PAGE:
From a general point of view, the analysis was based on different attributes and characteristics of the land, socio-demographics and mobility of the urban area surrounding each station. To do so, raw data related to the urban scale were extracted in surrounding areas around each station within a catchment area of 400 meter, commonly known to a comfortable walkable distance .
Data were post-processed through density-based calculation of buffer areas, normalization of values and weighted summations. This allowed the identification of a short list of positively and negatively relevant stations based on (Figure 4), statistics that describe various subdivisions of a frequency distribution into equal proportions: highest quintile containing the 80% of the total sample (≥ 80th percentile) and the lowest quintile containing the 20% of the total sample (≤ 20th percentile). The selection was finalized through the analysis of travel demand data provided by FGC (Figure 5) focused on the number of passengers per station per year.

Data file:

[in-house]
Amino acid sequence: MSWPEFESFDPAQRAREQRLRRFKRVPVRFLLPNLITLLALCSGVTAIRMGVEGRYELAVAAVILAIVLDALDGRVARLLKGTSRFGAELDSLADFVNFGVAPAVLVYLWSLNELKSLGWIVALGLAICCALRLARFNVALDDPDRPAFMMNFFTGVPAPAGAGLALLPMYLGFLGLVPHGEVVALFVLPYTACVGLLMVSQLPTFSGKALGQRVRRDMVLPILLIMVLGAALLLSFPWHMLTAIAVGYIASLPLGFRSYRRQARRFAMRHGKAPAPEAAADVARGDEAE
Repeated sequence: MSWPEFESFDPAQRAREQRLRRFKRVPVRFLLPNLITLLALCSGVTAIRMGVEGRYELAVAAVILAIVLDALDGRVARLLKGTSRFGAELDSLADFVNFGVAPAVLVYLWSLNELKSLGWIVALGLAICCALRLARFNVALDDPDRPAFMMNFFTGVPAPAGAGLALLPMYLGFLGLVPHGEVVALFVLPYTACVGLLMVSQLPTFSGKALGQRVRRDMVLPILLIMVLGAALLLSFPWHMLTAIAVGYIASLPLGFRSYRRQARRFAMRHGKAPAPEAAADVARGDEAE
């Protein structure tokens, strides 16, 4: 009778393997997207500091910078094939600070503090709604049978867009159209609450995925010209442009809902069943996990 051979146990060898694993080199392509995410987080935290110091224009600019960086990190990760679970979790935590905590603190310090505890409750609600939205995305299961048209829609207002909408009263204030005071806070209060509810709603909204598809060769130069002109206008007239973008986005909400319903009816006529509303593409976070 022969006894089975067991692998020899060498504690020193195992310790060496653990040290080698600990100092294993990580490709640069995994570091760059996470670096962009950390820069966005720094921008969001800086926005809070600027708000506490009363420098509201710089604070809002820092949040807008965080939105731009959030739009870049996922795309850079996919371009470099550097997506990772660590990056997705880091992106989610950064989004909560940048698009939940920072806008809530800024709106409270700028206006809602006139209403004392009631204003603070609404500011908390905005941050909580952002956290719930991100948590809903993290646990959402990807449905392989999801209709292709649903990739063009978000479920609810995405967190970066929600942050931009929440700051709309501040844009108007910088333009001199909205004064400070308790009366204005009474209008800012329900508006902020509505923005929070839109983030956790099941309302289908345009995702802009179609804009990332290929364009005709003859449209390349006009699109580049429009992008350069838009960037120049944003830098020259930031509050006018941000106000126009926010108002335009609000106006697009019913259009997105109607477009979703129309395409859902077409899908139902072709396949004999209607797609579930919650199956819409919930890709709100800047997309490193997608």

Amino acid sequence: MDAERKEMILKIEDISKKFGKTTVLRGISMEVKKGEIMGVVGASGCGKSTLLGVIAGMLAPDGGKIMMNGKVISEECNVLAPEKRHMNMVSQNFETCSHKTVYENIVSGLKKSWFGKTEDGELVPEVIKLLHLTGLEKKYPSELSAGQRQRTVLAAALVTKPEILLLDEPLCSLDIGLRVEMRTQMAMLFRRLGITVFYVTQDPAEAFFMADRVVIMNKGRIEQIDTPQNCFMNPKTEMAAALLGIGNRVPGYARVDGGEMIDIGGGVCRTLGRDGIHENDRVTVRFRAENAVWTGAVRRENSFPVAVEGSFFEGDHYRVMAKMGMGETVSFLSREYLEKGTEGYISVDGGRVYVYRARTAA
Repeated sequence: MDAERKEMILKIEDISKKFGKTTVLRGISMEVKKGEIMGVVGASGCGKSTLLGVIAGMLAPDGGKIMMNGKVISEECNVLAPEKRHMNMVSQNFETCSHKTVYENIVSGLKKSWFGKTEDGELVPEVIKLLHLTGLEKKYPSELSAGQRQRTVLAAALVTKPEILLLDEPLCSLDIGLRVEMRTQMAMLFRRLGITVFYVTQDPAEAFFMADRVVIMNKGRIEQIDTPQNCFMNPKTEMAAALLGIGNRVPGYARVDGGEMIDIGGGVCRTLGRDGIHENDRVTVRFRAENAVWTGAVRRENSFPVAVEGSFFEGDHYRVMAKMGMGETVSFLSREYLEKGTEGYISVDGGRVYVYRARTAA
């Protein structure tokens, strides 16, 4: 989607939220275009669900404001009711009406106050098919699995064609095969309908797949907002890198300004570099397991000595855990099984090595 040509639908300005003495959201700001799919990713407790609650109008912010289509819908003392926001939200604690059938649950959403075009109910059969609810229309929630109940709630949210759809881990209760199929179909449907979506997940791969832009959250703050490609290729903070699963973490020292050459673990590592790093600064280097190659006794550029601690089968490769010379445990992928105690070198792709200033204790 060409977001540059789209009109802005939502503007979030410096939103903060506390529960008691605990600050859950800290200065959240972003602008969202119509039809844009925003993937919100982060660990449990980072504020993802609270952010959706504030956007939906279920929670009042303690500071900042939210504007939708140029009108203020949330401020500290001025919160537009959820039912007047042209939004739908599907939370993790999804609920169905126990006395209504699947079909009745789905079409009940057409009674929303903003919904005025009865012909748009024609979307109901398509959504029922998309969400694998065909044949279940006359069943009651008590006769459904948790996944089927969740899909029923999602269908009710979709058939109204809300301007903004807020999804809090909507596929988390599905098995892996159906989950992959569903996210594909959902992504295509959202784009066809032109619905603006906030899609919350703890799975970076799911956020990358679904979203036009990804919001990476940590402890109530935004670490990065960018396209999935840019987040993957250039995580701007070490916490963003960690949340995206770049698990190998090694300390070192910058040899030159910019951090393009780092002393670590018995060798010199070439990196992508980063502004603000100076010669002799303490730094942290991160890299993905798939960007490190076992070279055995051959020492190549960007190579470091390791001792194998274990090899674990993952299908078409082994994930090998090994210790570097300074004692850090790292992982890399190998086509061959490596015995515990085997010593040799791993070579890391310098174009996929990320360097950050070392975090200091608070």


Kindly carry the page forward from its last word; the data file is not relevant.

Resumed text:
To further characterize the selected stations, additional data collection activities based on universal design indicators including observations, user-generated data from social media (namely Twitter) and end-users’ needs and expectations collected through focus groups and surveys will be carried out.